Nasty Supreme Court Race Cost Record $6 Million

Candidates were outspent $4 to $1 by outside special interests

July 22, 2008

Madison - The 2008 Wisconsin Supreme Court race cost $5.96 million, including a record $4.8 million by outside special interest groups that secretly raised and spent most of that money on negative ads about the candidates, a Wisconsin Democracy Campaign analysis shows.

The latest campaign finance reports filed by the two candidates show they were outspent $4 to $1 by the outside electioneering groups. Candidates Michael Gableman and incumbent Justice Louis Butler spent a combined $1.18 million in the race. Gableman won the April 1 contest, becoming the first challenger to beat an incumbent state Supreme Court justice in about 40 years.

Spending by special interest groups consisted of those that made disclosed independent expenditures totaling $548,081 and phony issue ad groups that refused to disclose how they raised and spent $4.2 million on their activities. Both types of special interest electioneering spending were records for a state Supreme Court race.

The total cost of this year’s race topped the previous record spent in the 2007 Supreme Court race when the candidates and outside special interest groups spent just over $5.8 million – an estimated $3.1 million by special interests and $2.71 million by the candidates.

Leading the phony issue ad groups in the 2008 race was Wisconsin Manufacturers & Commerce, the state’s largest business group which spent nearly $1.8 million mostly on television ads that supported Gableman or disparaged Butler. This follows an estimated $2.2 million they spent in the 2007 Supreme Court race to back Annette Ziegler, who won. In addition to the two court races, WMC has secretly raised and spent millions of dollars in partisan statewide and legislative races since 2002, mostly to back Republican candidates.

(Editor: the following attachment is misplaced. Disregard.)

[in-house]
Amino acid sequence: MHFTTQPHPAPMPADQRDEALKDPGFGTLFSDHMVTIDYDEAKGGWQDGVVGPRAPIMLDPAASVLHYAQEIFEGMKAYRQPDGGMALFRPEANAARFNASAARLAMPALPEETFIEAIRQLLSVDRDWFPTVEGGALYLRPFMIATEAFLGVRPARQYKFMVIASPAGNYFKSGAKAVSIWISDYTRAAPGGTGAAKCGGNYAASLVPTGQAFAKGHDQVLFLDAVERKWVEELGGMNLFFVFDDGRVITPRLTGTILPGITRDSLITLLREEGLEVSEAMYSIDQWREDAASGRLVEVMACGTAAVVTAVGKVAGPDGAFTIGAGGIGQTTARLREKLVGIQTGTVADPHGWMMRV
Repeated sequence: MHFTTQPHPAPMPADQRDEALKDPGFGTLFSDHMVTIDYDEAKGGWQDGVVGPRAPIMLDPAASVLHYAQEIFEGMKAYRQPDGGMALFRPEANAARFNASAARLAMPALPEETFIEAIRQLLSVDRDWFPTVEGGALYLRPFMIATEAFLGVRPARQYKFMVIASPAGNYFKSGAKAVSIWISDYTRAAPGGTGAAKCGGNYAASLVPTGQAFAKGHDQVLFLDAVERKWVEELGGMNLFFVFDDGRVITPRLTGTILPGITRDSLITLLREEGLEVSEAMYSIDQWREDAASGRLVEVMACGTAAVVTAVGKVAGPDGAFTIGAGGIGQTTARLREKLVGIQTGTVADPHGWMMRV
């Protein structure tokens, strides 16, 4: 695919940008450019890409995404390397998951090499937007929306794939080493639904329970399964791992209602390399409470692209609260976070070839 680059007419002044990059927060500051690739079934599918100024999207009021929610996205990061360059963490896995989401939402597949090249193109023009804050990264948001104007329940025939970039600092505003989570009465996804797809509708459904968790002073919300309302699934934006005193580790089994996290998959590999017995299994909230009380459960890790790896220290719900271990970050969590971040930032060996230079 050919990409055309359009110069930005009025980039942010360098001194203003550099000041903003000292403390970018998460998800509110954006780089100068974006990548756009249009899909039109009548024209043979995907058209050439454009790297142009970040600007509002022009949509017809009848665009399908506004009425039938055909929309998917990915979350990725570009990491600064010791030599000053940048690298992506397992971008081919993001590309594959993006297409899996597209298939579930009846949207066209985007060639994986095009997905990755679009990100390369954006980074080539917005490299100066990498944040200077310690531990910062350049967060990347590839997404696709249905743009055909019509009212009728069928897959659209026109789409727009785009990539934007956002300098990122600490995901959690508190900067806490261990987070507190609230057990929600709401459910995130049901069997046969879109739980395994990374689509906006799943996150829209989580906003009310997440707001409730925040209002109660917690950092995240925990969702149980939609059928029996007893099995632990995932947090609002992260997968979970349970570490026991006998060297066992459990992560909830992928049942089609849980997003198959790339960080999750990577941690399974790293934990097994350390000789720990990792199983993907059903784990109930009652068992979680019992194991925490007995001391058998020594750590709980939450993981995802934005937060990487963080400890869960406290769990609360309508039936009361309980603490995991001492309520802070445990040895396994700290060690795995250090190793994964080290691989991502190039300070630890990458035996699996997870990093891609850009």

WMC has lost some of its members and come under public fire since helping elect Gableman to the court in part after Epic Systems, a pioneering high-technology company, said it does not want to do business with vendors who are WMC members because of the group’s activities in the court race.

The Greater Wisconsin Committee, a secretive Milwaukee-based group, spent nearly $1.5 million mostly on television advertising that derided Gableman and supported Butler. The group sponsored a half dozen television ads most of which questioned Gableman’s ethics and competence when he held jobs as a circuit court judge and a district attorney. In addition to their phony issue ad spending, Greater Wisconsin’s political action committee spent $104,823 on independent expenditures on advertising in the race.

In the 2007 Supreme Court race, the group unsuccessfully spent an estimated $400,000 to support Linda Clifford. Formed in 2004, Greater Wisconsin has spent millions of dollars to support Democratic candidates for other statewide office and the legislature.

Two other phony issue ad groups – the Coalition for America’s Families and Club for Growth Wisconsin – secretly raised and spent just under $1 million combined mostly on television and radio ads to support Gableman. In the 2007 high court race, Club for Growth spent an estimated $400,000 to back Ziegler.

The biggest spender among the independent expenditure groups was the Wisconsin Education Association Council, the state’s largest teachers union and one of the biggest backers of Democratic candidates in other statewide and legislative races for the past several years. WEAC spent $349,325 – most of it on one of the most lurid ads in the campaign accusing Gableman of handing out lenient sentences as a judge to convicted child sex offenders.

Rounding out the top three independent expenditure groups behind WEAC and the Greater Wisconsin PAC’s $104,823 was the National Rifle Association which spent $73,458 on postcards to support Gableman.

For more details about the spending and outside electioneering activities of these groups, please visit WDC’s Hijacking Justice 2008 feature.

Phony issue ad groups are not required to disclose how they raise their money even if it is from a corporation or a labor union’s treasury. Direct contributions to candidates from those sources have been illegal in Wisconsin for more than a century. The reason WMC, Greater Wisconsin and other phony issue ad groups do not have to report their sources of fundraising and spending like candidates, political parties and independent expenditure groups is because their advertisements, mailers and other electioneering activities do not explicitly tell people who to vote for even though their smear campaigns clearly show which candidate they want voters to support.

Independent expenditure groups must publicly disclose their fundraising and spending because their advertisements and other outside electioneering activities clearly say who to vote for.